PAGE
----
Jan. 26, 2005
UN transformed into Shoah memorial

By URIEL HEILMAN
NEW YORK

Walking this week through the halls of the United Nations, one could be forgiven for thinking that it has been appropriated by a Holocaust museum.

A photographic exhibition sponsored by Jerusalem's Yad Vashem Holocaust museum stands at the main entrance to the UN building. A few hundred meters away, a poster hanging near where the guided tours begin has a floor-to-ceiling photograph of Auschwitz capped by the slogan: "Afterwards, it's just part of you: Visits by young people to Auschwitz-Birkenau." And on Tuesday morning, in one of the UN's basement lecture halls, the US mission to the UN held a panel discussion on "Why We Remember," hosted by Holocaust historians, a German consular official and a US army veteran who was stationed outside of the Dachau concentration camp in 1945.

It was all part of a week's worth of events in the wake of Monday's monumental UN General Assembly special session marking the 60th anniversary of the liberation of the Nazi death camps.

This year, it seems, Holocaust Remembrance Week has come a few months early.

From the headquarters of the Anti-Defamation League in New York to a service attended by German Chancellor Gerhard Schroder in Berlin to a protest by a Bronx-area rabbi at the site of the Auschwitz concentration camp in Poland, survivors, public officials and ordinary citizens alike struggled to find ways of commemorating appropriately the murder of 6 million Jews during the Holocaust.

"How do you convey the human dimensions of the incomprehensible murder of millions of people?" asked Ruth Mandel, an official from the US Holocaust Memorial Museum in Washington and director of an institute on politics at New Jersey's Rutgers University. Mandel spoke at the "Why We Remember" panel discussion.

That's a question ADL national director Abraham Foxman said he thinks about every day, particularly as calls of "Enough already," sometimes drown out the vow of "Never Again."

"I think all of us would like to move beyond, would like to feel that it's over. And yet it's there. It doesn't go away," Foxman said at an ADL ceremony marking the death camps' liberation. Foxman is a child survivor of the Holocaust.

He noted the recent discovery of a Vatican memo from 1946 indicating that Pope Pius XII instructed Catholic Church officials not to return some Jewish children to their families after the Holocaust and this month's incident in Britain when Prince Harry showed up to a costume party in a Nazi uniform. The real problem, however, is that Jews today who seek to defend themselves still must fight for the legitimacy of that enterprise-particularly at the UN, Foxman said.

"The UN is always willing to defend dead Jews but not give live Jews a chance to defend themselves," he said. "Here's an institution that in 1947 gave Israel its birthright and for the last 50-odd years has been trying to take that away."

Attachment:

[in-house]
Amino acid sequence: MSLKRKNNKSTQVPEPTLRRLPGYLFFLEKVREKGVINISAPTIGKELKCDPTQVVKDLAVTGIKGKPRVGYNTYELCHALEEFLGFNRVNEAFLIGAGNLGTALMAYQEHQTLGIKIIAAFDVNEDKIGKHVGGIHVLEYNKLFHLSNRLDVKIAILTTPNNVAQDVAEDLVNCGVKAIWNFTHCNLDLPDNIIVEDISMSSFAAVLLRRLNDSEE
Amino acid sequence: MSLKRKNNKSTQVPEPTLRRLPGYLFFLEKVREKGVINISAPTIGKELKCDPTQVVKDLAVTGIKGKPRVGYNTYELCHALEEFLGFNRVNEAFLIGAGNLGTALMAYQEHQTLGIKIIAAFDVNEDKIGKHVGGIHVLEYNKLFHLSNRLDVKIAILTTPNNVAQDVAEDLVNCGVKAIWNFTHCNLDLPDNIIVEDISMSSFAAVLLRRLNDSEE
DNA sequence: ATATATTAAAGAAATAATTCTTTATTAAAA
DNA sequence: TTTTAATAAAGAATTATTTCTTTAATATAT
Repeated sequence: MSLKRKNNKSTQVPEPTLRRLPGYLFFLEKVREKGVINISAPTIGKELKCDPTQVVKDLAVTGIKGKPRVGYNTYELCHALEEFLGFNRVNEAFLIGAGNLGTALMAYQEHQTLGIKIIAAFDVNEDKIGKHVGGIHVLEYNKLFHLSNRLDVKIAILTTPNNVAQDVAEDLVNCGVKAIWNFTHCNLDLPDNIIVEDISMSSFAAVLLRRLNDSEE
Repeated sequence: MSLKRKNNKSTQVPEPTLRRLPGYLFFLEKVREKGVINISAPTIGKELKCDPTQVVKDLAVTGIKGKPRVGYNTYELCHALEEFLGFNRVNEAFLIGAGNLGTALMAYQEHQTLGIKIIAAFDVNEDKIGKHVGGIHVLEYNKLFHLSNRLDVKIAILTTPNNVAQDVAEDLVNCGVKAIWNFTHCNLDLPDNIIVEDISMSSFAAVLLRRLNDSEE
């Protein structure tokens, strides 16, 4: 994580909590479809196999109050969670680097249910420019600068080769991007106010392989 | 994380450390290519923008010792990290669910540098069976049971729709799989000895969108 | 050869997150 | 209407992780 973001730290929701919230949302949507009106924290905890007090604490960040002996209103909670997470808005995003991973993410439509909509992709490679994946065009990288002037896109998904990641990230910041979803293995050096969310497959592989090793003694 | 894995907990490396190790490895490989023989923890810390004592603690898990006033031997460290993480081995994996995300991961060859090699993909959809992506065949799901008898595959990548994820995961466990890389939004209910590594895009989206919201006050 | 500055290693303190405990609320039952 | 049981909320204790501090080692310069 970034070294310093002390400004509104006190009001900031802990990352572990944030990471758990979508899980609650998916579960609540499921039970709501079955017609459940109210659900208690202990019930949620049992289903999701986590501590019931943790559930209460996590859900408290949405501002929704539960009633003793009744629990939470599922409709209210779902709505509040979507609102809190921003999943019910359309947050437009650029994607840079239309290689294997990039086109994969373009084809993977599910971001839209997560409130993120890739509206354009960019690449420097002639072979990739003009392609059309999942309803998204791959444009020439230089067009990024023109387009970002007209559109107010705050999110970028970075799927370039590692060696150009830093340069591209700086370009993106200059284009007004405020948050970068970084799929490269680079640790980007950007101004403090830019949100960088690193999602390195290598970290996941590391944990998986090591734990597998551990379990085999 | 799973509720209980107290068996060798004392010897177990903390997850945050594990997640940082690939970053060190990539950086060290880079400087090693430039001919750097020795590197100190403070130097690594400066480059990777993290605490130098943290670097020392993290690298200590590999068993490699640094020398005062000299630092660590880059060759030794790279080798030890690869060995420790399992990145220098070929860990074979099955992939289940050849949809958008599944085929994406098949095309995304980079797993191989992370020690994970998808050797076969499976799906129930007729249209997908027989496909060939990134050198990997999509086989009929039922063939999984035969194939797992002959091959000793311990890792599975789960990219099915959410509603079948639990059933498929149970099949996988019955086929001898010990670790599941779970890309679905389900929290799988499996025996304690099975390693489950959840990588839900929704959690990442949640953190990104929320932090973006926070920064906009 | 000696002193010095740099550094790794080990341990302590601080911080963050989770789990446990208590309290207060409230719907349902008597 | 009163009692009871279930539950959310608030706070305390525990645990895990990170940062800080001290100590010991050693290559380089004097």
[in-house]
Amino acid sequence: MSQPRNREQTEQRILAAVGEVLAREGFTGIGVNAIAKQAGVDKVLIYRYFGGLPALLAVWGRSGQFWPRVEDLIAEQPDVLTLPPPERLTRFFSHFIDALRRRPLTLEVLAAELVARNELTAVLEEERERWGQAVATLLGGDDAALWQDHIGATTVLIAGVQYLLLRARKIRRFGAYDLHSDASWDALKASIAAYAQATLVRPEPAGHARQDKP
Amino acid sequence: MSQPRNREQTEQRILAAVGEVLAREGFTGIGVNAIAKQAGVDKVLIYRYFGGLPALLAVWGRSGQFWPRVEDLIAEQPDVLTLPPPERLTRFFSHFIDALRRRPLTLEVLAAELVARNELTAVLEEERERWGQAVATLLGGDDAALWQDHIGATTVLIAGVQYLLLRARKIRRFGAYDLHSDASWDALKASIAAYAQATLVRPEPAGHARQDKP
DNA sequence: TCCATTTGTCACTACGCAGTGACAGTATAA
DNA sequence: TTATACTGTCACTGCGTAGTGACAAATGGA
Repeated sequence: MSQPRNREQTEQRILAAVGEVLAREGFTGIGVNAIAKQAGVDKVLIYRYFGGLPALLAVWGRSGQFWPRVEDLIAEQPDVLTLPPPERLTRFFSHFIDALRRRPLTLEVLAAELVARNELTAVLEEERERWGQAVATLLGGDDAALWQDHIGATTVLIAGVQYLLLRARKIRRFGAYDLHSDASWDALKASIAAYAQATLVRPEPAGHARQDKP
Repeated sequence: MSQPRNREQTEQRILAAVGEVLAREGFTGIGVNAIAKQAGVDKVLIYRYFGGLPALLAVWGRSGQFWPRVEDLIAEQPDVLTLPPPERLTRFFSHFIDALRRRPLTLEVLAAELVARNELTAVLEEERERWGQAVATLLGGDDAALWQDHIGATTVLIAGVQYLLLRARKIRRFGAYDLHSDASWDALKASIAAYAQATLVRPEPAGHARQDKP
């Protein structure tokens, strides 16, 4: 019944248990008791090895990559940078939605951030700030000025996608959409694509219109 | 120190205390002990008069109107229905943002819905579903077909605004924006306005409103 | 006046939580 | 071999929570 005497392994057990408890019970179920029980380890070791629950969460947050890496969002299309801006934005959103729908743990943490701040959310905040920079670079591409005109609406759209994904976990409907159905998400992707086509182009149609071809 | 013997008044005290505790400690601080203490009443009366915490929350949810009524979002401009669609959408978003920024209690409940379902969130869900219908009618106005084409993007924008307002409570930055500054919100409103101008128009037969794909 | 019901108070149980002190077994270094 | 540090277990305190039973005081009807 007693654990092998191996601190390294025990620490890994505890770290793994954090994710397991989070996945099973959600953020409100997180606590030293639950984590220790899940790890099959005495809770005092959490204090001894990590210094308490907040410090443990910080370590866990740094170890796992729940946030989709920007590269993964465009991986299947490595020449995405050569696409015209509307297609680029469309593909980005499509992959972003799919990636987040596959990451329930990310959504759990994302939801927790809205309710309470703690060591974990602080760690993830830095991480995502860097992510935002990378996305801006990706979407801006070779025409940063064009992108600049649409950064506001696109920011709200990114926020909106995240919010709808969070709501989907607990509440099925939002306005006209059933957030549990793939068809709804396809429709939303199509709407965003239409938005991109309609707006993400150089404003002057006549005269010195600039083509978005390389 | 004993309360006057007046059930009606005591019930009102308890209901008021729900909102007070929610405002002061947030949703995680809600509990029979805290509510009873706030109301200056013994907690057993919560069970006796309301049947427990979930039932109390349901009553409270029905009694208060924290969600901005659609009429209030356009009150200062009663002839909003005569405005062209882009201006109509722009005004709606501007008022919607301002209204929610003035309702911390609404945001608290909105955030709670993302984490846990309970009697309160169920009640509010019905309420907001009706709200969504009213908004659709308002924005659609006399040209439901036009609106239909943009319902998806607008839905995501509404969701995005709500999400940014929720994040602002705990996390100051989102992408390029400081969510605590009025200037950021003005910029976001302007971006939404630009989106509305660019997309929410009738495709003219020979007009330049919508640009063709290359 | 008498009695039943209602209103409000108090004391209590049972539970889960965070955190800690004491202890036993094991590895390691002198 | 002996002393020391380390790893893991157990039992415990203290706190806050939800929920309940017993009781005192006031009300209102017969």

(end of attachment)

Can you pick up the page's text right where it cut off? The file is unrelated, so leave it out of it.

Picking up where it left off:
For the most part, however, Jewish officials and survivors praised the UN's special session Monday, which included speeches by Nobel laureate Elie Wiesel, UN Secretary-General Kofi Annan, Israeli Foreign Minister Silvan Shalom and officials from Germany, Poland, the United States, the European Union and elsewhere.

Many survivors who came said they found the session poignant and moving even if, they said, it took the UN 60 years to hold its commemoration.

Werner Schmidt, an official at Germany's consulate in New York, said at the "Why We Remember" discussion that it took Germans, too, decades to begin talking about the Holocaust.

But time is a luxury the UN does not have when it comes to present-day genocidal campaigns, as Wiesel noted Monday at the UN General Assembly and others noted Tuesday at various events around New York.

"Why do we tell these stories? What do we hope to accomplish?" Mandel asked. To deny the Nazis a posthumous victory and to prevent future genocide, she said. By the latter measure, she suggested, the world already had failed.

"We do not need to look far in this world to see that these lessons have not been learned," Mandel noted, citing the violent campaign against black Africans in the Darfur region of Sudan as a place where genocide may today be taking place.

Ann Kirschner, child of a Holocaust survivor and a US army officer who helped liberate the Nazi concentration camps, said at the ADL's ceremony that stories from the Holocaust need to be told continually to try to make the incomprehensible real and to relate the lessons of the Nazi horror to today.

"History is about storytelling," Kirschner said. "We need history to have a human face before we fully engage."